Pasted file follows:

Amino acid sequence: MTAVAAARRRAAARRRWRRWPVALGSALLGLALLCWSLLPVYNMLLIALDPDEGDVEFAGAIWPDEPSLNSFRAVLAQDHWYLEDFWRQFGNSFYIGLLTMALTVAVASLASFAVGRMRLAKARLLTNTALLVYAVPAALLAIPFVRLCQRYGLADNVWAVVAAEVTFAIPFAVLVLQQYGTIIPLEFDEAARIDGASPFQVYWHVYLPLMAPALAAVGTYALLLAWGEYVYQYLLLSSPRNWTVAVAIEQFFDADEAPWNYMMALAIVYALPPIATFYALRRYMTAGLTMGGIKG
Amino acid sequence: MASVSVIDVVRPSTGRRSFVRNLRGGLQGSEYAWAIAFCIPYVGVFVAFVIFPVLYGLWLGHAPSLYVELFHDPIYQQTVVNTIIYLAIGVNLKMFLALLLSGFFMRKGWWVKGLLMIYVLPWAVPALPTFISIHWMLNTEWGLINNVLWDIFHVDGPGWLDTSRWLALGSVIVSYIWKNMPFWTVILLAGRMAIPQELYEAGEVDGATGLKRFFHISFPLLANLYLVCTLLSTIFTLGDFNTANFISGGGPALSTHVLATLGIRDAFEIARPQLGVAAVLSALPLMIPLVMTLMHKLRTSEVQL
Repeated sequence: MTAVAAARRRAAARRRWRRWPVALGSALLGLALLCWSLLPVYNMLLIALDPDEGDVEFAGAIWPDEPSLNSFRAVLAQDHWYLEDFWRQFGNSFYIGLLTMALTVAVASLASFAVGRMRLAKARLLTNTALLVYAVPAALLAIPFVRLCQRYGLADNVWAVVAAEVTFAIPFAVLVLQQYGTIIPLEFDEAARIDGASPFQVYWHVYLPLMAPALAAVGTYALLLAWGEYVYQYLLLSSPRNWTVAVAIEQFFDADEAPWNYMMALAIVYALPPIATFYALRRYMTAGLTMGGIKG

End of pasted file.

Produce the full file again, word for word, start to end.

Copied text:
Amino acid sequence: MTAVAAARRRAAARRRWRRWPVALGSALLGLALLCWSLLPVYNMLLIALDPDEGDVEFAGAIWPDEPSLNSFRAVLAQDHWYLEDFWRQFGNSFYIGLLTMALTVAVASLASFAVGRMRLAKARLLTNTALLVYAVPAALLAIPFVRLCQRYGLADNVWAVVAAEVTFAIPFAVLVLQQYGTIIPLEFDEAARIDGASPFQVYWHVYLPLMAPALAAVGTYALLLAWGEYVYQYLLLSSPRNWTVAVAIEQFFDADEAPWNYMMALAIVYALPPIATFYALRRYMTAGLTMGGIKG
Amino acid sequence: MASVSVIDVVRPSTGRRSFVRNLRGGLQGSEYAWAIAFCIPYVGVFVAFVIFPVLYGLWLGHAPSLYVELFHDPIYQQTVVNTIIYLAIGVNLKMFLALLLSGFFMRKGWWVKGLLMIYVLPWAVPALPTFISIHWMLNTEWGLINNVLWDIFHVDGPGWLDTSRWLALGSVIVSYIWKNMPFWTVILLAGRMAIPQELYEAGEVDGATGLKRFFHISFPLLANLYLVCTLLSTIFTLGDFNTANFISGGGPALSTHVLATLGIRDAFEIARPQLGVAAVLSALPLMIPLVMTLMHKLRTSEVQL
Repeated sequence: MTAVAAARRRAAARRRWRRWPVALGSALLGLALLCWSLLPVYNMLLIALDPDEGDVEFAGAIWPDEPSLNSFRAVLAQDHWYLEDFWRQFGNSFYIGLLTMALTVAVASLASFAVGRMRLAKARLLTNTALLVYAVPAALLAIPFVRLCQRYGLADNVWAVVAAEVTFAIPFAVLVLQQYGTIIPLEFDEAARIDGASPFQVYWHVYLPLMAPALAAVGTYALLLAWGEYVYQYLLLSSPRNWTVAVAIEQFFDADEAPWNYMMALAIVYALPPIATFYALRRYMTAGLTMGGIKG